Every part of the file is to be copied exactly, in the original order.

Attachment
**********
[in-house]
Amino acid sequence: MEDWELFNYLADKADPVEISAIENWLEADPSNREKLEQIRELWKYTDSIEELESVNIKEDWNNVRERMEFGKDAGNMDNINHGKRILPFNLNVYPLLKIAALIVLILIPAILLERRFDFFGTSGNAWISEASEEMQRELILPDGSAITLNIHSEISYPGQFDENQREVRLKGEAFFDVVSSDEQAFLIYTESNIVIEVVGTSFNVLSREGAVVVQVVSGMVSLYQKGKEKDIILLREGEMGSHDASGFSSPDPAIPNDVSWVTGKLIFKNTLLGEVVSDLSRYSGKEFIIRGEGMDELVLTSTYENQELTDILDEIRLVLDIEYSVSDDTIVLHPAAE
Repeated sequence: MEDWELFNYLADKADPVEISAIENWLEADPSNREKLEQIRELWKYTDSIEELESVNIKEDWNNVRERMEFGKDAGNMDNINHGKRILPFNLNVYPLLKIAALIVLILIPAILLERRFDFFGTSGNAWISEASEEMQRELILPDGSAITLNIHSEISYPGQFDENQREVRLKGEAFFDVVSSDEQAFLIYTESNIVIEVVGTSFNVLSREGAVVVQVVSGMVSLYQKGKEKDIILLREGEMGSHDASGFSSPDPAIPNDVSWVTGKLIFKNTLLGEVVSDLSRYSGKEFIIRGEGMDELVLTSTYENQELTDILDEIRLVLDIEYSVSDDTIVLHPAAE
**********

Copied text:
[in-house]
Amino acid sequence: MEDWELFNYLADKADPVEISAIENWLEADPSNREKLEQIRELWKYTDSIEELESVNIKEDWNNVRERMEFGKDAGNMDNINHGKRILPFNLNVYPLLKIAALIVLILIPAILLERRFDFFGTSGNAWISEASEEMQRELILPDGSAITLNIHSEISYPGQFDENQREVRLKGEAFFDVVSSDEQAFLIYTESNIVIEVVGTSFNVLSREGAVVVQVVSGMVSLYQKGKEKDIILLREGEMGSHDASGFSSPDPAIPNDVSWVTGKLIFKNTLLGEVVSDLSRYSGKEFIIRGEGMDELVLTSTYENQELTDILDEIRLVLDIEYSVSDDTIVLHPAAE
Repeated sequence: MEDWELFNYLADKADPVEISAIENWLEADPSNREKLEQIRELWKYTDSIEELESVNIKEDWNNVRERMEFGKDAGNMDNINHGKRILPFNLNVYPLLKIAALIVLILIPAILLERRFDFFGTSGNAWISEASEEMQRELILPDGSAITLNIHSEISYPGQFDENQREVRLKGEAFFDVVSSDEQAFLIYTESNIVIEVVGTSFNVLSREGAVVVQVVSGMVSLYQKGKEKDIILLREGEMGSHDASGFSSPDPAIPNDVSWVTGKLIFKNTLLGEVVSDLSRYSGKEFIIRGEGMDELVLTSTYENQELTDILDEIRLVLDIEYSVSDDTIVLHPAAE